Harbach Vol. 11: Orchestral Music III
Volume 11 [MS 1614]
The London Philharmonic Orchestra
David Angus, conductor
Symphony #7 “O Pioneers!”
Symphony #8 “The Scarlet Letter”
Symphony #9 “Celestial Symphony”
Symphony #10 “Symphony for Ferguson”
“Works on this symphonies disc fall into the “excellent” category and are quite moving and enthralling. Her style doesn’t vary too much—I can’t see her music existing without other of the “American” school like Harris and Thomson—but her ideas, in many instances, bolster the exceptional construction and immersion into a truly tonal idiom that is her hallmark… This is a very fine disc with some wonderful music… The London Phil plays with passion and energy in a wonderfully resonant recording.”
Steven Ritter, Audiophile Audition [November 2017]
“[the London Philharmonic] play splendidly… Everything is superbly orchestrated, and is aided by a transparent recording… [the music] does supply an agreeable experience… The Pioneers Symphony is spacious and lucid, like a film score, building to a jubilant coda… The brass are wonderful [In the ‘St Louis Blues’]”.
Sullivan, American Record Guide [May/June 2017]
“MSR Classics have used the London Philharmonic for each of the three orchestral works’ volumes… certainly one that guarantees excellent performances. As I have noted, the notes are very good; they are written in the third person, but with a detail that suggests substantial input from the composer. Sound is equally good. If you enjoy contemporary works with tunes, and do not require to be drawn into complex musical arguments, then you should investigate Barbara Harbach’s well-crafted music.”
David Barker, MusicWeb International [May 2017]
“…three rather fine works and in excellent performances by the London Philharmonic Orchestra under the knowing baton of David Angus. The sound reproduction is vivid and powerful, and the album notes are very informative and highly detailed. If you’re interested in very accessible contemporary orchestral music, this MSR Classics disc may be of strong interest to you.”
Robert Cummings, ClassicalNet [May 2017]
“The consistent high standard of Harbach’s music, coupled with her consistency of expressive means, is massively impressive… The first thing to note is the standard of performance throughout. The London Philharmonic is going through something of a heyday these days… The orchestra plays immensely responsively here under David Angus; there is a lovely sense of flow and inevitability to the slower sections of these works… it is difficult to imagine finer, fresher versions… Fascinating to see how opera, literature, film, and American music in its various forms all inform Harbach’s completely unique and immensely strong style. The recording team deserve credit also, for the sound is first-rate… This is fantastic, stimulating music by a master craftswoman.”
Colin Clarke, Fanfare [May/June 2017]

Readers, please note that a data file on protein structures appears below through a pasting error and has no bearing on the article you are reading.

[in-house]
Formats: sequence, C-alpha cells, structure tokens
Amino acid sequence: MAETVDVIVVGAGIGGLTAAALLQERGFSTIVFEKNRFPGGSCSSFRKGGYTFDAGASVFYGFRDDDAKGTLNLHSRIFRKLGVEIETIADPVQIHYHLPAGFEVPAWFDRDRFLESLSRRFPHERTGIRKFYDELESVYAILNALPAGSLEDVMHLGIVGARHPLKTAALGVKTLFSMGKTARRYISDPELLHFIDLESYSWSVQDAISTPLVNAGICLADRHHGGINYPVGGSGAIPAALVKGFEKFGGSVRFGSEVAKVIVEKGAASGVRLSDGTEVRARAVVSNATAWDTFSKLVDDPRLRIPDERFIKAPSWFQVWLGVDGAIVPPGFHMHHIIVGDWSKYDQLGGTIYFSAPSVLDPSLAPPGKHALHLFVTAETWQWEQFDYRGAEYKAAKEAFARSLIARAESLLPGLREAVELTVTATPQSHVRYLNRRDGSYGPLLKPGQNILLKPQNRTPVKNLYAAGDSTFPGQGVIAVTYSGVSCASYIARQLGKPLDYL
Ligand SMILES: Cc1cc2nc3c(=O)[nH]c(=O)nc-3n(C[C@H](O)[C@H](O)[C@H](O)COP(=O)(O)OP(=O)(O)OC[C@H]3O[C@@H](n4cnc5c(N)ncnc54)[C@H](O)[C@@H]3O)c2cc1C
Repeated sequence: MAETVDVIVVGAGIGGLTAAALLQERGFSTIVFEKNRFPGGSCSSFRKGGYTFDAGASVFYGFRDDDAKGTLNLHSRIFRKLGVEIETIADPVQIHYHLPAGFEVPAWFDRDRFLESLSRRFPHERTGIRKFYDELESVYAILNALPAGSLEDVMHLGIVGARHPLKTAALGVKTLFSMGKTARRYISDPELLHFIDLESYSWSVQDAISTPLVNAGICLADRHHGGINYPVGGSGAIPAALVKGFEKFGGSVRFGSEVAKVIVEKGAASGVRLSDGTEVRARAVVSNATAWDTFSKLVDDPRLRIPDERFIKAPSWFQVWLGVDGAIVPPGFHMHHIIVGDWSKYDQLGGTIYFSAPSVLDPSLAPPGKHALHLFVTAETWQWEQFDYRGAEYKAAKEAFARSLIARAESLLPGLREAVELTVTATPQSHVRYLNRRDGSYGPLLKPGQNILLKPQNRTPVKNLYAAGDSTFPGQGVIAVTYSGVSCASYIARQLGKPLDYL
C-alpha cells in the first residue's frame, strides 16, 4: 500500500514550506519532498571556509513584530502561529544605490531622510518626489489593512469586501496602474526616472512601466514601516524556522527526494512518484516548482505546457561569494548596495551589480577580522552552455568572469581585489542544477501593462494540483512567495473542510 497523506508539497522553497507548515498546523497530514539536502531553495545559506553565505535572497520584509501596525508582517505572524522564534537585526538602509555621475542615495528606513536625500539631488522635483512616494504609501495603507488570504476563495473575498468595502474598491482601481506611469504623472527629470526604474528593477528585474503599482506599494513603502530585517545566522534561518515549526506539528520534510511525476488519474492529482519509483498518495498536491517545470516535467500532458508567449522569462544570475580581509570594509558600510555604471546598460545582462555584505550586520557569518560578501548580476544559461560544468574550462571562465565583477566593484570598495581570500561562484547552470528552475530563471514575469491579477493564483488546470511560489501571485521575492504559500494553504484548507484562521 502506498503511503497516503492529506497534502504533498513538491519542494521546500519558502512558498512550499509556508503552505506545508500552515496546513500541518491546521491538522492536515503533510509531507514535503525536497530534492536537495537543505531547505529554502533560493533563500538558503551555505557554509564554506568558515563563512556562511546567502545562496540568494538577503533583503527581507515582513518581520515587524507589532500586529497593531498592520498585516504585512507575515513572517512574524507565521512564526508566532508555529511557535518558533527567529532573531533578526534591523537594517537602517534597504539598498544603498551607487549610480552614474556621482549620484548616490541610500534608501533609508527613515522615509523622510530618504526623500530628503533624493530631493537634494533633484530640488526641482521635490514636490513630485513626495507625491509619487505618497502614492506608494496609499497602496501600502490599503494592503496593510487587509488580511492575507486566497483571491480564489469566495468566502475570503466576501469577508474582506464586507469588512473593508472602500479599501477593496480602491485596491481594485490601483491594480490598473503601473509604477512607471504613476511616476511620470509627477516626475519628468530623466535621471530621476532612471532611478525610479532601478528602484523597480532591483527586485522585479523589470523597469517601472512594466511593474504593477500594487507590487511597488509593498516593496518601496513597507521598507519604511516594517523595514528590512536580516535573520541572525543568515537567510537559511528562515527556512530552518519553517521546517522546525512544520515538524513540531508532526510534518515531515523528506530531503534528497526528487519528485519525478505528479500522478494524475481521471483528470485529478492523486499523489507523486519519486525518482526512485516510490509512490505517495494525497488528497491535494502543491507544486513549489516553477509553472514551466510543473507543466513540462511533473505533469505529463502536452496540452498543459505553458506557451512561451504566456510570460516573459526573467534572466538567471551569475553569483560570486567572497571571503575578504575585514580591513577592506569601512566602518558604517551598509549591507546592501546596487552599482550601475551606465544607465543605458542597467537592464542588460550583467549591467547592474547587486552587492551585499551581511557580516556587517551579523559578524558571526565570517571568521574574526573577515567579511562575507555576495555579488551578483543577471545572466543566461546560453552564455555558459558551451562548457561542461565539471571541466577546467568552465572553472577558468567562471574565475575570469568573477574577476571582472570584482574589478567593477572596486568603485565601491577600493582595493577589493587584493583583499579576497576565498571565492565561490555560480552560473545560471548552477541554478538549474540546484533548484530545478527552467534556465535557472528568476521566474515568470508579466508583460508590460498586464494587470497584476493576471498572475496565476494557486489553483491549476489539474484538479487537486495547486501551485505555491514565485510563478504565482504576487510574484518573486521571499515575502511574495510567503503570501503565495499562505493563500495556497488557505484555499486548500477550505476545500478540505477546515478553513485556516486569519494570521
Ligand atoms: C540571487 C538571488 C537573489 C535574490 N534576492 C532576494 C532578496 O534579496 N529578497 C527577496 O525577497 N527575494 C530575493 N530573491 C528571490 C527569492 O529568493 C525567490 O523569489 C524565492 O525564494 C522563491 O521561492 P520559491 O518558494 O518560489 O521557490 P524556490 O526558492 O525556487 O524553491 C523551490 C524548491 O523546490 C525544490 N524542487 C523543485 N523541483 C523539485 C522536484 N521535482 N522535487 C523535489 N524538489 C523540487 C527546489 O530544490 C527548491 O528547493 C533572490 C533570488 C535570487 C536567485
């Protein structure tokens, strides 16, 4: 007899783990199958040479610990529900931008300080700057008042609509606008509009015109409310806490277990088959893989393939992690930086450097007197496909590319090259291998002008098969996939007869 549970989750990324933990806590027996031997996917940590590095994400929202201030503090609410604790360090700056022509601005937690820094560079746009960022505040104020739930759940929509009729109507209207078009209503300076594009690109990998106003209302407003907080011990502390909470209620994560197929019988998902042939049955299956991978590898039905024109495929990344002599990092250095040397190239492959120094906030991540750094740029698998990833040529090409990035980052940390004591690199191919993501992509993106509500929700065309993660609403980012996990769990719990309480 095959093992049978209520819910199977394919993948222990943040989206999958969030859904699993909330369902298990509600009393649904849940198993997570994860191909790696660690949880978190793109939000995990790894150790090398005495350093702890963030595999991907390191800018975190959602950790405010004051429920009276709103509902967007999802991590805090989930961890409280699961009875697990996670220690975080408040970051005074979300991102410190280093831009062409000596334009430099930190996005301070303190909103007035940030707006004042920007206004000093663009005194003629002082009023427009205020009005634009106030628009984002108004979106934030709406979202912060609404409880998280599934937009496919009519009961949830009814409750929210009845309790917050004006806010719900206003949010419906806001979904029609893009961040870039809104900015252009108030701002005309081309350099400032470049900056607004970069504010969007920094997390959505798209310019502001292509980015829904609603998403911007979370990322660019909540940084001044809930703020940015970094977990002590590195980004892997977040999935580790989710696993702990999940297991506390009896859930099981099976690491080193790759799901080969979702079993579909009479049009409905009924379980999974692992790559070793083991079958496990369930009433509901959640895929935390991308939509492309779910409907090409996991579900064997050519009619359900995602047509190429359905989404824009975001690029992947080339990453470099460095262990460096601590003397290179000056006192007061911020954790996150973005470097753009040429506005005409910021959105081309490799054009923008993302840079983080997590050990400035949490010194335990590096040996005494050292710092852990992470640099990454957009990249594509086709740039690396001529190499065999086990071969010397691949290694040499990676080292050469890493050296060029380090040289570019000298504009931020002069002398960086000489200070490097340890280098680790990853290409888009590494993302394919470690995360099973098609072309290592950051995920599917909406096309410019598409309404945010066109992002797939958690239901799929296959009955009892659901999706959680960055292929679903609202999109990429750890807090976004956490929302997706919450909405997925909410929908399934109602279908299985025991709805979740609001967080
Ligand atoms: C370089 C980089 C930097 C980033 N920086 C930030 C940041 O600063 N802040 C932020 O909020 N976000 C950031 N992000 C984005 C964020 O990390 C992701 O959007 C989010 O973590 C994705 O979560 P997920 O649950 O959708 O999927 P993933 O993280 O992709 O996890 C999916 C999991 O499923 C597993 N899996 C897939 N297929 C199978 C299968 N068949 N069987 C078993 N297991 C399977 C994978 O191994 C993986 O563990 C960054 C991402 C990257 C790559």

“All four [symphonies] are well-constructed and show considerable ability in handling large orchestral forces. [Harbach] shows a sure sense of style, and comfort with modern compositional techniques without slavish devotion to them. The four symphonies here are four cases in point: each is in the traditional three movements, each lasts 15 to 20 minutes, each is programmatic, and each sounds different from the others but recognizable as Harbach’s for those familiar with her style.”
Mark J. Estren, InfoDad [February 2017]
“Harbach continues to impress with her fluent compositional craft in these works… David Angus and the London Philharmonic Orchestra do a splendid job in bringing these pieces to life. Pacing and accuracy of ensemble are especially noteworthy attributes of these premiere recordings.”
David DeBoor Canfield, Fanfare [January/February 2017]
“Harbach is an economical symphonist — the works are uniformly short, focused, and efficiently orchestrated… Harbach shows a great deal of imagination and variety… [In Symphony No.7 “O, Pioneer”] Harbach manages to evoke the great expanse of the Nebraska prairie without for a moment sounding like Aaron Copland. No mean feat… I enjoyed this release. Barbara Harbach is a composer who follows her own muse, and I continue to admire her originality.”
Ralph Graves, Finding Beauty in Ephemera [January 2017]
Barbara Harbach has nurtured a career as a harpsichordist, organist and teacher, but she’s also a prolific composer whose large canon includes, as of 2016, 10 symphonies. In this third volume of her orchestral music, subtitled ‘Portraits in Sound’, Symphonies Nos 7-10 are performed by the London Philharmonic Orchestra under David Angus.
Each of the symphonies has a moniker that evokes the descriptive nature of Harbach’s concise, three-movement essays. No 7 is called O Pioneers! after the Harbach opera from which the music drawn. The central characters of Hester, Chillingworth and Dimmesdale from Nathaniel Hawthorne’s The Scarlet Letter are depicted in Symphony No. 8, while Symphony No. 9 (Celestial Symphony) is derived from a Harbach silent-movie score and Symphony No 10 (Symphony for Ferguson) commemorates the 2014 killing and riots in Ferguson, Missouri.
Harbach’s writing hearkens back to Romanticism, with sweeping lyricism, richly layered lines and harmonies unfolding in a confident tonal style.
These symphonies are akin to mini-tone poems, full of thematic material that provides dramatic focus and summons an array of atmospheres and emotional states. In Symphony No 10 Harbach is especially effective employing beloved spirituals and popular tunes (including WC Handy’s ‘St Louis Blues’) to drive home messages of courage and tolerance.